VISITORS to the Winnipeg Folk Festival this weekend are being urged to drink lots of water, protect themselves from sun -- and try not to trample the baby killdeer.

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This article was published 11/7/2013 (3065 days ago), so information in it may no longer be current.

VISITORS to the Winnipeg Folk Festival this weekend are being urged to drink lots of water, protect themselves from sun -- and try not to trample the baby killdeer.

A killdeer hen has built a nest in the middle of the Birds Hill Park festival site, forcing organizers to erect a fence around the eggs to protect them from as many as 14,000 daily visitors.

Festival staff initially feared the bird was a piping plover, a species at risk in Manitoba, whose nests require special protection because there are less than 20 breeding pairs remaining in the province.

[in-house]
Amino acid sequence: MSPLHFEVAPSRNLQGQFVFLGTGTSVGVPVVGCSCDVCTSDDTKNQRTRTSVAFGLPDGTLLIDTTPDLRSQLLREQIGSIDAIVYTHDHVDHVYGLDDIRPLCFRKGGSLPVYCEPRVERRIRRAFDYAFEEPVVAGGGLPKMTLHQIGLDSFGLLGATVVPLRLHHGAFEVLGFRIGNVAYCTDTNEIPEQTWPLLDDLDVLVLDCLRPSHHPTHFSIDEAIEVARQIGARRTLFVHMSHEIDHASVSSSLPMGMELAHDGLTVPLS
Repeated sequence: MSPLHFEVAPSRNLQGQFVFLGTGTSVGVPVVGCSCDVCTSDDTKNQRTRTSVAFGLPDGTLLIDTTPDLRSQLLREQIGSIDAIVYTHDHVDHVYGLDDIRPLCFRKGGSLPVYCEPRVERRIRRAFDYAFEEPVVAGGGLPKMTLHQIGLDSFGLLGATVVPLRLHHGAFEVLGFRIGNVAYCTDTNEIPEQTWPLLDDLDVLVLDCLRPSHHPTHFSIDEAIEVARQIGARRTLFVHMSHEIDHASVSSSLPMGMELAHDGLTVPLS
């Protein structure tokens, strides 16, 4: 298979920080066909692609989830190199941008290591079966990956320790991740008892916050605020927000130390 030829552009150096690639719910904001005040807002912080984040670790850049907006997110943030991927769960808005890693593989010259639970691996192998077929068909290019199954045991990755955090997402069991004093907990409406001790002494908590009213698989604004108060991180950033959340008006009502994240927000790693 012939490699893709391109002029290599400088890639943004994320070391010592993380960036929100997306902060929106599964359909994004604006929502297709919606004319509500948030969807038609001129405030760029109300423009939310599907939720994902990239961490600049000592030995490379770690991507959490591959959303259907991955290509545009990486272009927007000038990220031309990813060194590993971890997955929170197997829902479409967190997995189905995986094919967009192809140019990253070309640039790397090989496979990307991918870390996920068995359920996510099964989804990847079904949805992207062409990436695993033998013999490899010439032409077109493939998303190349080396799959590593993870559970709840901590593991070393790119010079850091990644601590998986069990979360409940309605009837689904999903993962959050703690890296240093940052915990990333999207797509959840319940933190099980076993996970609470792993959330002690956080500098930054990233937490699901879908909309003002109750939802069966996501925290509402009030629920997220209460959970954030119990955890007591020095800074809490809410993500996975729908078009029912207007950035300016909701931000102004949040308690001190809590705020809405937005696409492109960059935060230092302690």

The feathered festival-goer

JESSICA BURTNICK / WINNIPEG FREE PRESS

The feathered festival-goer

But Manitoba Conservation and Water Stewardship confirmed the hen is in fact a killdeer, a related but far more common species. The eggs were still fenced off, as provincial officials advise against disturbing wildlife.

"It has a little nest right in the middle of the festival site. It has a four or five eggs," said Lynne Skromeda, the festival's executive director. "They noticed it a few weeks ago and everybody was hoping the eggs would hatch in time. They didn't, so we've taken steps to protect it."

The bewildered-looking killdeer hen has remained with her eggs during the evening Mainstage concerts, to the relief of officials.

"Although it is not rare, we felt it was best to try to protect the nest, during the festival," provincial spokesman John Thorpe said in a statement. "If people are trying to feed it popcorn or other food, this is not a good idea, as such food left nearby may attract other less desirable critters."

 

-- Bartley Kives